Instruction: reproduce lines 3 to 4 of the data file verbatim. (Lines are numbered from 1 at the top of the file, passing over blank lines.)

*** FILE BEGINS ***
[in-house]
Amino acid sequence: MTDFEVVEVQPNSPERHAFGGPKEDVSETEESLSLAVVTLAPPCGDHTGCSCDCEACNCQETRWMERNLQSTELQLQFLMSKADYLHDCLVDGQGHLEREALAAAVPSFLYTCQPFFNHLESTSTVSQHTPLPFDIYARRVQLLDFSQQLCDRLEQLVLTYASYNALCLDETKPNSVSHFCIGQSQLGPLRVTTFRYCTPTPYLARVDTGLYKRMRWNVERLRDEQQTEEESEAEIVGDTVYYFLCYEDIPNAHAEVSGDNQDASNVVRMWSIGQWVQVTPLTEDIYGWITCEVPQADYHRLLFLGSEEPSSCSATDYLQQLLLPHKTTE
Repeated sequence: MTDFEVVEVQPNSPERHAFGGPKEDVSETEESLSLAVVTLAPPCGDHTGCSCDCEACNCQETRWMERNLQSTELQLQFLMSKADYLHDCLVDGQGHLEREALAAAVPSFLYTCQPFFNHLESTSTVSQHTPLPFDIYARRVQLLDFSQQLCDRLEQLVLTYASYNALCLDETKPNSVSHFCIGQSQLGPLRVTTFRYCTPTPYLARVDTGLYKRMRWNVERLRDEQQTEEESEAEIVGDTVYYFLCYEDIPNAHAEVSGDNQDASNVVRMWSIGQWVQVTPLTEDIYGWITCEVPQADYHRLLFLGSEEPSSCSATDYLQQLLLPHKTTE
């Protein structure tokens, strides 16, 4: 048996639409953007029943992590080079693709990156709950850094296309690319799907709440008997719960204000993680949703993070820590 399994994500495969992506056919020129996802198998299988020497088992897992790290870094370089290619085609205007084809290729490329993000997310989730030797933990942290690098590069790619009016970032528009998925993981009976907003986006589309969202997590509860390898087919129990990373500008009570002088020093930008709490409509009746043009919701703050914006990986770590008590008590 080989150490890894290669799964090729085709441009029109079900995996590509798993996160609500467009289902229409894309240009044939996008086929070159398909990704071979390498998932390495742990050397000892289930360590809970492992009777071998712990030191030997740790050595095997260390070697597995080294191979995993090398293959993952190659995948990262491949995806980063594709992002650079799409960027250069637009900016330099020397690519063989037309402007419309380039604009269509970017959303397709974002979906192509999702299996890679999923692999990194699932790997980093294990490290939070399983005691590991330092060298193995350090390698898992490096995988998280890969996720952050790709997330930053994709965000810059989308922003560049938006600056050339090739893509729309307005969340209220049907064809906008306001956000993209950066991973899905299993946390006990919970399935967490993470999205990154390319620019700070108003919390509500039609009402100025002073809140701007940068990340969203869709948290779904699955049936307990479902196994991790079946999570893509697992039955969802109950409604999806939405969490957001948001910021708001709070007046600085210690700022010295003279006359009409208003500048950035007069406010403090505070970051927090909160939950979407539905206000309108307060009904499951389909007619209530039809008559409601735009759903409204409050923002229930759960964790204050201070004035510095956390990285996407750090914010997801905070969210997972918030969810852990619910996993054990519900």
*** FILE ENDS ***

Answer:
Repeated sequence: MTDFEVVEVQPNSPERHAFGGPKEDVSETEESLSLAVVTLAPPCGDHTGCSCDCEACNCQETRWMERNLQSTELQLQFLMSKADYLHDCLVDGQGHLEREALAAAVPSFLYTCQPFFNHLESTSTVSQHTPLPFDIYARRVQLLDFSQQLCDRLEQLVLTYASYNALCLDETKPNSVSHFCIGQSQLGPLRVTTFRYCTPTPYLARVDTGLYKRMRWNVERLRDEQQTEEESEAEIVGDTVYYFLCYEDIPNAHAEVSGDNQDASNVVRMWSIGQWVQVTPLTEDIYGWITCEVPQADYHRLLFLGSEEPSSCSATDYLQQLLLPHKTTE
């Protein structure tokens, strides 16, 4: 048996639409953007029943992590080079693709990156709950850094296309690319799907709440008997719960204000993680949703993070820590 399994994500495969992506056919020129996802198998299988020497088992897992790290870094370089290619085609205007084809290729490329993000997310989730030797933990942290690098590069790619009016970032528009998925993981009976907003986006589309969202997590509860390898087919129990990373500008009570002088020093930008709490409509009746043009919701703050914006990986770590008590008590 080989150490890894290669799964090729085709441009029109079900995996590509798993996160609500467009289902229409894309240009044939996008086929070159398909990704071979390498998932390495742990050397000892289930360590809970492992009777071998712990030191030997740790050595095997260390070697597995080294191979995993090398293959993952190659995948990262491949995806980063594709992002650079799409960027250069637009900016330099020397690519063989037309402007419309380039604009269509970017959303397709974002979906192509999702299996890679999923692999990194699932790997980093294990490290939070399983005691590991330092060298193995350090390698898992490096995988998280890969996720952050790709997330930053994709965000810059989308922003560049938006600056050339090739893509729309307005969340209220049907064809906008306001956000993209950066991973899905299993946390006990919970399935967490993470999205990154390319620019700070108003919390509500039609009402100025002073809140701007940068990340969203869709948290779904699955049936307990479902196994991790079946999570893509697992039955969802109950409604999806939405969490957001948001910021708001709070007046600085210690700022010295003279006359009409208003500048950035007069406010403090505070970051927090909160939950979407539905206000309108307060009904499951389909007619209530039809008559409601735009759903409204409050923002229930759960964790204050201070004035510095956390990285996407750090914010997801905070969210997972918030969810852990619910996993054990519900």